The medicinal UK market is one of the front-runners in the world, due to both early internet adoption and regulations not requiring the patients to meet their doctor to get a prescription for medicine. The amount of internet pharmacies available grew quickly in numbers and the market became mature enough to embrace this new buying habit.
Considering the amount of competition in todays e-commerce landscape - better, faster, secure and more discreet services becomes the new norm. Services like Ubermeds will disrupt the current service model by offering more to the customer than the competition does.
The availability of medicine
We often say that medicine is available around the corner, which technically could be true but we need to better define what available means. You can get a prescription from a practitioner, go to a pharmacy and buy your medicine but it’s a rather long process you might not want to call “readily available”.
A while back I worked with a company called Treated.com where we revolutionized the shopping experience of medicine. Patients were able to sign up, get a prescription and order medicine online quick and discreet. This solved a lot of the hassle involved with regular pharmacies because you no longer had to go somewhere to get your medication - instead it was sent home to you.
But what happens when you’re playing with your kids, taking a walk with your dog or spend time with loved ones in a restaurant and suddenly realize that you forgot your inhaler at home? Or what if you’re abroad and you need a certain type of medication but you don’t really know where the closest pharmacy is, or you lack the strength to go there yourself.
We need to solve this potentially big problem, but also simplify the process of ordering medicine further by allowing delivery not only to your home, but to wherever you.
I worked alongside great creative minds and technical developers to create a platform for ordering medication online, where I focused on the usability and design aspect creating conceptual sketches and graphics that would later be picked up by the developers.
We worked in sprints where I often did QA for the implementation of my own design, and acted as a project manager that bridged the communication between external consultants, the client and developers.
The end result was an application that is available for similar companies today. Please contact me if you’re interested in running this for your business.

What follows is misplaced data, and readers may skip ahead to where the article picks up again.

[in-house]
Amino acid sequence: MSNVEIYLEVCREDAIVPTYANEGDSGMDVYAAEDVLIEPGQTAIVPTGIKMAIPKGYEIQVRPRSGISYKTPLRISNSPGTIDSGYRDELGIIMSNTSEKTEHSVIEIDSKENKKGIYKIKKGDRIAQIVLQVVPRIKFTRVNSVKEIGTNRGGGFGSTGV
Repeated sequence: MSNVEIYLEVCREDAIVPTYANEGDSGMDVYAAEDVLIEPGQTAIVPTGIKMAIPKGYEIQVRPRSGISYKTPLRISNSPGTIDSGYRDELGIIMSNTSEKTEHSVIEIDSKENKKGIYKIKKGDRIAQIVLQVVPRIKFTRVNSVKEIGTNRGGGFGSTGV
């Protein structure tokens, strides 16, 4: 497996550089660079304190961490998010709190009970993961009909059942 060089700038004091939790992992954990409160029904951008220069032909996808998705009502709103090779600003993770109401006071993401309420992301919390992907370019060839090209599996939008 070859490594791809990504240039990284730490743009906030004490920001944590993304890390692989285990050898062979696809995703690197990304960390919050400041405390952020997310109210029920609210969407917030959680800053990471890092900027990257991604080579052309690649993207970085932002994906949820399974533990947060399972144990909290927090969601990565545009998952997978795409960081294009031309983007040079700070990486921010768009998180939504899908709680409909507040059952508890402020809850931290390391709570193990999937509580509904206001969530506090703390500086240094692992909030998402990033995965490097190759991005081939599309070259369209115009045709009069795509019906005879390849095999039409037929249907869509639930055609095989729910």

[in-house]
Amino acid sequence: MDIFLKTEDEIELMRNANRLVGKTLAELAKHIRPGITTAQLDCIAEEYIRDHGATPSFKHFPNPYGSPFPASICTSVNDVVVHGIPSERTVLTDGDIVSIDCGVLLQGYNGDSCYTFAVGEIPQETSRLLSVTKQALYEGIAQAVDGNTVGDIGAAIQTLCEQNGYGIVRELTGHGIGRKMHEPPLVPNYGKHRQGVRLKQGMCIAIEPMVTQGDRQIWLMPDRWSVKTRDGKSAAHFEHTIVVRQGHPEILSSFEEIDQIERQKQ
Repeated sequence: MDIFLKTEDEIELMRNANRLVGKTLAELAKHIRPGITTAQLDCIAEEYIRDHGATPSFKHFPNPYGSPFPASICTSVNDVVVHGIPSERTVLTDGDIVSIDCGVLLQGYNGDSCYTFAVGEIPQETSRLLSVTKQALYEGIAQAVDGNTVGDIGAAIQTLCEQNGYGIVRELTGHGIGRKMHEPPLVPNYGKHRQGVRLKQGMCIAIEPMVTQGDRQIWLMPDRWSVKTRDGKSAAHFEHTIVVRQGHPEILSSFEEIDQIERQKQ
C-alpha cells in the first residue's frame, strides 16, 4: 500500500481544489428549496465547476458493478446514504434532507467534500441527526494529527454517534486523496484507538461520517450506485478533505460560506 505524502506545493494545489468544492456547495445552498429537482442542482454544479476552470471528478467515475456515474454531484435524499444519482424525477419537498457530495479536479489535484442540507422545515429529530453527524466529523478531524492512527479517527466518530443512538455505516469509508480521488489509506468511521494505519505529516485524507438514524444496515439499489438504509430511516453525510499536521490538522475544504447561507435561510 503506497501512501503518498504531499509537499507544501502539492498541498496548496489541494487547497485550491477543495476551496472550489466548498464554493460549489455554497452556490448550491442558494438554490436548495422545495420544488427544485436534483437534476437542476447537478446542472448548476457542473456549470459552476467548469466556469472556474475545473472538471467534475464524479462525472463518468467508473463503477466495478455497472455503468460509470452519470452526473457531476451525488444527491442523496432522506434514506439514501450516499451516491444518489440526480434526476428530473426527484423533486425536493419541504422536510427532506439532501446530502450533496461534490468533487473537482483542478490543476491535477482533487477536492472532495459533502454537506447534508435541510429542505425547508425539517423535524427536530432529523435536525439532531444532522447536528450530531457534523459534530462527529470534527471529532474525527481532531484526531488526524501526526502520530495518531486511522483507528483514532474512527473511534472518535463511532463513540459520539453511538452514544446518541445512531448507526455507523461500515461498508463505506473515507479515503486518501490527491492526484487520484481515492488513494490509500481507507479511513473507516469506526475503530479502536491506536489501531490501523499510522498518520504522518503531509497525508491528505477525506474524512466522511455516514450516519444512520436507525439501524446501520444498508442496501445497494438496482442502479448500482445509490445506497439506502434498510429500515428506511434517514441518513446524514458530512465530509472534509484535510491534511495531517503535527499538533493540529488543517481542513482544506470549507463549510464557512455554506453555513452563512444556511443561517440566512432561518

The start page is focused around the lifestyle of our target groups, the meds and the location selector. At the top we top we illustrate how the service physically work with beautiful and playful animations and a simple search field that serves as an introduction to the ordering process.
Searching for medicine or condition
Upon clicking the search medicine field an algorithm will calculate from most popular conditions and medicine alternatives, and as you start typing the list of results will change accordingly. The search functionality is free-text and matches on close to anything to make it as easy as possible for the customer to find what they are looking for.
When it's time to select your location, the map relocates to your current position using the GPS functionality in your phone. You can then add add helpful indications for the delivery person to identify you if you're in a crowded place.
If, at any time, you're unsure of any feature you can ask for help by using the need help button. If used, the customer is taken to a chat with a pharmacist.
Signing up and consulting a practitioner
In order to purchase any products the user needs to sign up, and just like in most e-Commerce environment this would be done after the customer has shown intent of purchase.
While doing the consultation we need to ask a few questions about the customer, and different answers requires different questions. After a study in how Ubermeds generally conducted these questionnaires when ordering e.g. Morning After Pills we managed to find a underlying structure where we identified different layouts for three different types of questions.
Each individual question may then require a free text answer from the user to clarify their choices.
Finalizing the order
As mentioned previously the customer can at any time ask for help and be taken to a chat where the process would be handled manually. The idea is that the process should be as easy possible to avoid a lot of manual work at this point.
Still, the customer needs to talk to a pharmacist representative to get the OK to proceed to payment and delivery. Thus this crucial step can involve many different people and serves as a hub where representatives can drop in and out of (privacy obviously thought of).
Maybe it turns out that the requested medicine is not the best choice after filling in the medical questionnaire, thus another medicine would be suggested at this point. Or maybe the M.D. needs to step in and ask follow-up questions. It's a powerful place to handle most of the fringe-cases that may come up.
Delivering the medication
Similarly to other services you can see the delivery progress live, and you have the option to chat with the delivery guy the same way as you just chatted with the pharmacist and/or doctor.
After the order is finalized, the customer is directed to their profile where they can see an overview of their prescriptions and previous orders.